New Jersey’s online poker market had a first year that can be described as either successful or disappointing, depending on whom you ask.
Revenues from the sites have been below expectations, and there have already been site closures, but the money that has come in from poker and other online casino games has helped improve the fortunes of Atlantic City’s remaining casinos.
The New Jersey Division of Gaming Enforcement (DGE) looked back on the first full year of online poker in a press release that outlined both the struggles and the triumphs of the Internet gambling market in the state.
“From a regulatory standpoint, our system is working,” wrote DGE Director David Rebuck in the press release. “There have been no major infractions or meltdowns or any systematic regulatory failures that would make anyone doubt the integrity of operations.”
New Jersey Leads American Regulated Online Poker Market
The press release noted that, as of the end of November 2014, there were more than 506,000 accounts opened on New Jersey’s online gambling sites, and that New Jersey accounts for over 90 percent of the regulated Internet gambling revenue in the United States. That includes about 75 percent of online poker revenues, with Nevada accounting or most of the rest.
However, a large part of the release was also devoted to pointing out that the DGE had learned many lessons over the last year, and that there were still plenty of ways in which the state’s online poker landscape could be improved.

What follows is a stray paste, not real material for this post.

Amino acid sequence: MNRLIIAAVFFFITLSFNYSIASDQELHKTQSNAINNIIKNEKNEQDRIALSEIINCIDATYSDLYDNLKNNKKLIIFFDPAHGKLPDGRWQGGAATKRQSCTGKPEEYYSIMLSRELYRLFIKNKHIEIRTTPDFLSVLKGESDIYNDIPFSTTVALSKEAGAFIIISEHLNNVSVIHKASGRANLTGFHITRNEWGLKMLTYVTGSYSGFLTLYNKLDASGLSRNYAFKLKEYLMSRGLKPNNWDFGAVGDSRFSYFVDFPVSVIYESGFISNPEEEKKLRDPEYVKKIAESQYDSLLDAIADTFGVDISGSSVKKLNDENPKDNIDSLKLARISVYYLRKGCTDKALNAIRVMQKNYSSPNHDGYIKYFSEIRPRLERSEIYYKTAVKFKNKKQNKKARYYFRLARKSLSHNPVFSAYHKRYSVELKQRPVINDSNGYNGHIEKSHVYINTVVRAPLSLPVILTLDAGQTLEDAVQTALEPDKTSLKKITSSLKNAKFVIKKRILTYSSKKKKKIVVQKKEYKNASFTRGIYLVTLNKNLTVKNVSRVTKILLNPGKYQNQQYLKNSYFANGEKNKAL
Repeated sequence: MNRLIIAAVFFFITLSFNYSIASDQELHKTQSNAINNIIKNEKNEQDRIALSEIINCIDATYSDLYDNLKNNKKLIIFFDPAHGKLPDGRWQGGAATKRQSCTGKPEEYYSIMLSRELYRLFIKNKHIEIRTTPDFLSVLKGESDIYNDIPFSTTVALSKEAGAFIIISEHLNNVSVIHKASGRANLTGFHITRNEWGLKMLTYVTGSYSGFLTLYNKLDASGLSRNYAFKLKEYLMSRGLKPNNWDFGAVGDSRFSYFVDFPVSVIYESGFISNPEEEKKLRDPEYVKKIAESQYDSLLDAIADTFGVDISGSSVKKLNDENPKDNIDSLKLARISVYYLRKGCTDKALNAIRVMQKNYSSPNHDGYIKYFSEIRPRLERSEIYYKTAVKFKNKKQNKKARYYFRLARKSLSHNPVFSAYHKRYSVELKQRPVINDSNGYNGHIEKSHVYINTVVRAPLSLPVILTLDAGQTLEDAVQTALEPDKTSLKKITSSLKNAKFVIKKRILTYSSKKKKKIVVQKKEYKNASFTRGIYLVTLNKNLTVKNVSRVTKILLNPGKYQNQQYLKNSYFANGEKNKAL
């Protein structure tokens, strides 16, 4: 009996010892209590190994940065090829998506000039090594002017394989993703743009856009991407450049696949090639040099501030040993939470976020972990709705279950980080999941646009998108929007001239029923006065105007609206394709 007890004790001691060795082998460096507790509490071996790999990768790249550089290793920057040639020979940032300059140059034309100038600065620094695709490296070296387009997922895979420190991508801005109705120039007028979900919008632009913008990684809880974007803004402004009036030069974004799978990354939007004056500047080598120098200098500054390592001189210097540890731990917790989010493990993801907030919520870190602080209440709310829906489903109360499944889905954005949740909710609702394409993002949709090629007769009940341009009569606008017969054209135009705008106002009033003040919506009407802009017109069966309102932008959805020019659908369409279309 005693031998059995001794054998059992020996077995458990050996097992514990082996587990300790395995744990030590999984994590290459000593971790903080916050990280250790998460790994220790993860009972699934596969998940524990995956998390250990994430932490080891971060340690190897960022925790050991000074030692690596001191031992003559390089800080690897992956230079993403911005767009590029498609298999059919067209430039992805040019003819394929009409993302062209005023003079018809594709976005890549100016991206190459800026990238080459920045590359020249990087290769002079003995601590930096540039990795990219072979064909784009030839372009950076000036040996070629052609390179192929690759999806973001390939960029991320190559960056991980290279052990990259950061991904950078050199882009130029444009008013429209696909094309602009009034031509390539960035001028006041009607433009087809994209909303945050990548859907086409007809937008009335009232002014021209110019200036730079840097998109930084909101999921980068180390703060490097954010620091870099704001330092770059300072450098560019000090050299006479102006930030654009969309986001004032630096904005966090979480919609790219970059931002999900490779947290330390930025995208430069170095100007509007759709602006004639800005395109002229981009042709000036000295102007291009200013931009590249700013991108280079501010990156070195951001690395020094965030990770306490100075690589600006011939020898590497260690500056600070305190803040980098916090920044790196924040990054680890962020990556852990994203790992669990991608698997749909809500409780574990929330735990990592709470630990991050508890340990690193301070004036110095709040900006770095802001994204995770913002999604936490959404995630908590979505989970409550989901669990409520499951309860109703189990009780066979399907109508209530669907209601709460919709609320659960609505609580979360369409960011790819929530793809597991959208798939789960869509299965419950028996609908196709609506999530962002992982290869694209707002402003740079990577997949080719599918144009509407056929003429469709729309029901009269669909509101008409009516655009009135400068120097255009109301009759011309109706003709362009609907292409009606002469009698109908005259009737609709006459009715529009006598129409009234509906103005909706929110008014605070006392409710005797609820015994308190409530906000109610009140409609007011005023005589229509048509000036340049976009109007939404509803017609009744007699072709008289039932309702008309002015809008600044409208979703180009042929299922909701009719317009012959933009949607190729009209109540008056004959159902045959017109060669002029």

Geolocation has been an ongoing issue for New Jersey poker sites. Only players located within the state’s borders are permitted to play on Internet gambling sites, meaning that a location must be determined for anyone who tries to log in. This has caused some problems for players who live in New Jersey, but are close to the border.
“Currently, geolocation has approximately a 98 percent success rate,” Rebuck wrote. “We are always in discussion with the industry for improvement, and there have been great strides in enhancing geolocation protocols.”
New Credit Card Code Could Solve Payment Issues
A more pressing concern may be payment processing, where problems have persisted since the launch of the sites in late 2013. According to the press release, only about 73 percent of Visa transactions and just 44 percent of MasterCard transactions are being approved at online gambling sites.
This has been a major bottleneck that has restricted the size of New Jersey’s online poker market: it’s likely that many recreational players who have a credit card rejected give up rather than trying to find a workaround, meaning that they never actually get to playing for real money.
But that situation could improve in 2015. According to Rebuck, a new credit card code has been created specifically to differentiate legal online gambling transactions from those on unlicensed sites.
“As the banking industry becomes more familiar with legalized Internet gaming and patrons become more educated about the various options for funding their accounts, further improvements are expected in this area,” he wrote.
Looking forward, Rebuck wrote that cooperation with other states in sharing player pools for poker is one of the DGE’s major goals.
“The Division has been in discussions with other jurisdictions, such as Nevada and the United Kingdom, but no compacts have been entered to date,” he wrote. “The Division is open to discussions in this area and always seeks to ensure that any agreements are most beneficial to New Jersey’s Internet gaming industry.”